Trousers became narrower during this decade, and due to austerity restrictions, certain design elements were prohibited. From 1942 on in wartime Britain, no turn-ups were allowed on trousers and the fly fastener could only be buttoned rather than zip fly. Gone were the wide bags of the late 1920s and 1930s — they were replaced by high waisted, modestly straight legged trousers instead.
Another similar look involves wearing a button down vest in a contrasting color and a patterned sport coat. This mix n’ match of shirt, vest, pant, and sport coat was very common in the 1930s and 1940s.
Leading up the even more casual 1950s, men removed the vest and simply wore a button down sport shirt. The difference between a dress shirt and sport shirt is in the collar. It was worn unbuttoned with a wide Byron collar resting over the collar bones. They were not worn with ties. They came in an assortment of rich colors: blue, green, maroon, yellow, and some patterns like plaid or windowpane. A modern version is a camp shirt (usually short sleeve) worn tucked in. The rest of the look is the same.
Casual pants were worn with a plain shirt and often had a pattern such a check, herringbone, or subtle plaid. Colors of casual pants were bolder than suit trousers. Blue, light blue, green, light gray, tan, ivory, and rich brown. The rest of the look is the same wide leg pants, two tone shoes, fedora hat, and belt. Simple, yet classically vintage.
One popular Halloween or vintage movie outfit is the Film Noir private eye/ detective or the criminal gangster. Wearing all black or grey clothing with a fedora hat and trench coat, the look is unmistakable. Learn more here.
1950s Men’s Clothing
The 1950s witnessed a massive change to the casual wear market – and it was mostly down to the recognition of the teenager as a consumer. Teens felt that they didn’t want to dress like their parents, they wanted something different, something new. Previously, young adults were always dressed that way – precisely like miniature adults. There was very little deviation between childhood and adulthood, no ‘inbetween’ stage. But, with the 1950s came the birth of youth culture, and with it, a whole new genre of society.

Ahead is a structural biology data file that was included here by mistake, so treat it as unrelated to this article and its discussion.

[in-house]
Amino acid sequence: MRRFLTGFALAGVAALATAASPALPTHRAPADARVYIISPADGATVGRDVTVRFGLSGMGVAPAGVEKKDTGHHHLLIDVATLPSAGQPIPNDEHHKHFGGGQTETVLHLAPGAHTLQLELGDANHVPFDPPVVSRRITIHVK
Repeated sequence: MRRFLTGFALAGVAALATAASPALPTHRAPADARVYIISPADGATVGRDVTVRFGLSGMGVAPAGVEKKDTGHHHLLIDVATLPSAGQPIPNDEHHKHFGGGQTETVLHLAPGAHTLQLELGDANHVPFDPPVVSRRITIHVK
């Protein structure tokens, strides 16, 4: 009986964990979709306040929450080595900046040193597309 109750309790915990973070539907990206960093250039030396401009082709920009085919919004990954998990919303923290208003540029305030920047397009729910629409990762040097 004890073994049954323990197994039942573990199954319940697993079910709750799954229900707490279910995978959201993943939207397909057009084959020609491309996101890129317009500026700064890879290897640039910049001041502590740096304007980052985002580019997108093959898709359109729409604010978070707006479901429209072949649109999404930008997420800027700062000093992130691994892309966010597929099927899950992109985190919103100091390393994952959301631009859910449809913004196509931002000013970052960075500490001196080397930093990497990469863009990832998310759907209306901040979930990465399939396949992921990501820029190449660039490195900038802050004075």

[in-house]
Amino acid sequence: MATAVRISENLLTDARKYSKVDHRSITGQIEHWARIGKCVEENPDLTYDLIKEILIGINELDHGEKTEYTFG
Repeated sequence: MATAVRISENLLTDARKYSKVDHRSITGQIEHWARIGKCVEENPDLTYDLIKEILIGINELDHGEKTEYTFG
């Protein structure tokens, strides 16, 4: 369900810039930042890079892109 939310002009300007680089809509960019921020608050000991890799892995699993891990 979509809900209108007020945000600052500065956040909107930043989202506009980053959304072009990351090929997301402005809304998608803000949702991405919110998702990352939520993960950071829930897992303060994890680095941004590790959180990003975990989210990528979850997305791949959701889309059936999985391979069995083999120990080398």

Interestingly, we still see some parallels between the casual wear of the 1950s and the casual wear of the 1920s. Yes, the garments themselves may be worlds apart, but the initial uses of the garments remained the same – sportswear. The bowling shirt of the 1950s derives from the activity of bowling, the baseball jacket from the fields of baseball, etc.
It was during the 1950s that the t-shirt and jeans combination became increasingly popular – perhaps the closest our modern eyes can relate to casualwear style of today’s times. Popularized by James Dean and Marlon Brando, the jeans and t-shirt became acceptable daywear.
As a variety of styles were available to choose from during the 1950s, the scope of choice for casual wear is vast. Choose a simple t-shirt and jeans – styled to look of the era with a leather biker jacket and turn-ups on the jeans. Or, pair a bowling shirt with peg top trousers for a more preppy style. To add a splash of color, wear a Hawaiian shirt with casual 1950s trousers or shorts – if the weather is particularly sunny!
1960s Men’s Clothing
The 1950s saw the division of styles and cultures almost like no other decade, and by the following decade we had Mods, Rockers, Teddy Boys, Beatniks and Hipsters – all these groups defined in part by musical interests or tastes in art.
By the 1960s, trousers started to become more closely fitting, tapering slightly at the hem. Pants were still worn on the waist, but as the decade progressed, they began to lower towards the hips. As the choice is so vast by this decade, perhaps choose a style that you can see yourself wearing with ease, then add some finishing touches to evoke the era. For a Teddy Boy style, opt for pastel shades in neatly fitting shapes, worn with smart shoes. For a beatnik, team a polo neck sweater with black tailored pants.
The 1960s was all about fit – tailoring at this time was immensely popular, with a revival in the Edwardian gentleman style.
Whilst some of the styles highlighted throughout this article may not fit in with our modern day definition of casual, they were indeed the casualwear items of their time. Whether you favor the striped blazers of the 1930s or the Fair Isle pullovers of the 1940s, there is sure to be a decade to match your style choices.